Straight Razor/Type of Tip/Point

Type of Tip/Point

There are many types of tips/points out there, and most of them boil down to what you find ascetically pleasing. Here are examples of the most common tips/points.

Spike

A spike point has a square like point at the end of the razor, which can be quite helpful for very fine/detailed work, and selecting individual hairs to pop off, but it can also be a nightmare if you aren't paying attention. Spike points are the most likely to cut your face, as many new straight razor shavers, or, for that matter, advanced straight razor shavers (who aren't paying attention, or are tired, etc) as one mistake and the tip just slides right into your cheek. Trust me, it isn't pleasant. On most vintage "spike point" razors, the spike has actually been removed (via rubbing the spike point on a razor hone) by the original owner and for good cause, as they can be tricky. Like all things, they do have their purpose, and many gents are quite fond of spikes. I have quite a few spikes myself, but if I typically prefer the ascetics of other tip/point styles.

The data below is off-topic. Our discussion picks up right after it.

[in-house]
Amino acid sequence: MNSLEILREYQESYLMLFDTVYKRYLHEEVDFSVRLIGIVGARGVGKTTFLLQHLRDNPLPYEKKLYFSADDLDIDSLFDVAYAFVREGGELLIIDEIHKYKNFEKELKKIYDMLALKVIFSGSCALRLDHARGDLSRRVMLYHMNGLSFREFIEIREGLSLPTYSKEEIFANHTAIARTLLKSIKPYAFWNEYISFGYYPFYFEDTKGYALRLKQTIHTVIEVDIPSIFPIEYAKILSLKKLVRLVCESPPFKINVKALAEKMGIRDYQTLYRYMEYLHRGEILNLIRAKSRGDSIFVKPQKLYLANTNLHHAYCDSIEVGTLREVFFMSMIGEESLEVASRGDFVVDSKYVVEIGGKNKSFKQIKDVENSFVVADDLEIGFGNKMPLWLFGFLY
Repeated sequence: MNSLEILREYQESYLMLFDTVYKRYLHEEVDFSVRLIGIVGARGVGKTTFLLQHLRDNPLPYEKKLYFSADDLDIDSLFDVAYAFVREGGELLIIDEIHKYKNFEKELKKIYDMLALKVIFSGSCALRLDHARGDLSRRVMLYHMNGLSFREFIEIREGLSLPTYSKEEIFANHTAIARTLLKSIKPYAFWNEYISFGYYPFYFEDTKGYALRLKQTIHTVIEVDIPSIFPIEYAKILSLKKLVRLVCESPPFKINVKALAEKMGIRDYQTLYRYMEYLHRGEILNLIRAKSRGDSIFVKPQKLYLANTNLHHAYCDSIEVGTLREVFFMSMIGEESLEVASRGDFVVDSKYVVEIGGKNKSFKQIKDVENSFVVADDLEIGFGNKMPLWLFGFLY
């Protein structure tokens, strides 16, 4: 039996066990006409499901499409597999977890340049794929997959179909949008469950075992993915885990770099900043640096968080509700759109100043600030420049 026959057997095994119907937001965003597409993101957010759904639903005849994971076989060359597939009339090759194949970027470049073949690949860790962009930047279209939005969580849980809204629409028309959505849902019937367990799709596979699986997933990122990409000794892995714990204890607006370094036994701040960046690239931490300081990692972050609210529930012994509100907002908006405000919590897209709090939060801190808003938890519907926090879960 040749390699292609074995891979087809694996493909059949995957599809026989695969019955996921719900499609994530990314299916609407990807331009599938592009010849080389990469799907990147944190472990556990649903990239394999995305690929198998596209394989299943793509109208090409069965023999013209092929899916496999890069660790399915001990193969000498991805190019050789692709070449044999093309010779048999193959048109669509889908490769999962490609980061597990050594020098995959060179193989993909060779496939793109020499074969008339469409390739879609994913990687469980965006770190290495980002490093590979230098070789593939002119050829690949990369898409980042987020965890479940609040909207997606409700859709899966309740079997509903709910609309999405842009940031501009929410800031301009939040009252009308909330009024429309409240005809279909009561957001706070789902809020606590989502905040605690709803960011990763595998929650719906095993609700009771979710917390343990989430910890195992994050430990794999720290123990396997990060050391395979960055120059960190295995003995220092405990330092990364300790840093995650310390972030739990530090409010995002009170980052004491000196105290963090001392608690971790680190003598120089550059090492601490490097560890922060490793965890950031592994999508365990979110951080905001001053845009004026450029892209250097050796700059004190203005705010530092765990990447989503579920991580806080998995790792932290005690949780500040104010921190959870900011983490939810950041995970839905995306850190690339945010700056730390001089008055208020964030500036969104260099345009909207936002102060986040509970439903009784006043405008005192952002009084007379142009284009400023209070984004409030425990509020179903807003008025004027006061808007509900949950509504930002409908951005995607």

Round

The reason these exist is due to many straight razors troubles with the spike, and round, or rounded pointed/tipped razors are quite common. Round pointed/tipped razors are VERY user friendly to use, and are highly recommended to the beginner.

Spanish Point

The Spanish point razor has somewhat of a rounded "tip" yet the end of the blade is ground to form a neat/interesting look to the razor.

Barber's Notch

The barbers notch also has a bit of a rounded point, however a "notch" is taken out of the front of the blade for maneuverability in hard to reach areas, such as the nostril or ear. By and large for most users however, they will be selected for appearance.

French/Irish Point

The French point or Irish point juts out of the front of the blade, in either a straight/triangular fashion, or in a smooth domed fashion. The French point allows the greatest precision around beards, moustaches, etc, as it "juts out" in front of the razor, and ends at a tip, which allows very precise cutting at the tip, and you can easily see around it, and keep track of the tip. French points (when especially elongated) can be more difficult to hone/strop as there is no spine above the front of the razor, so it can sometimes be difficult to keep the tip of an especially elongated French point properly stropped/honed, however for most French points/tips this should not be a major issue.

"Ooblong" point or oblique


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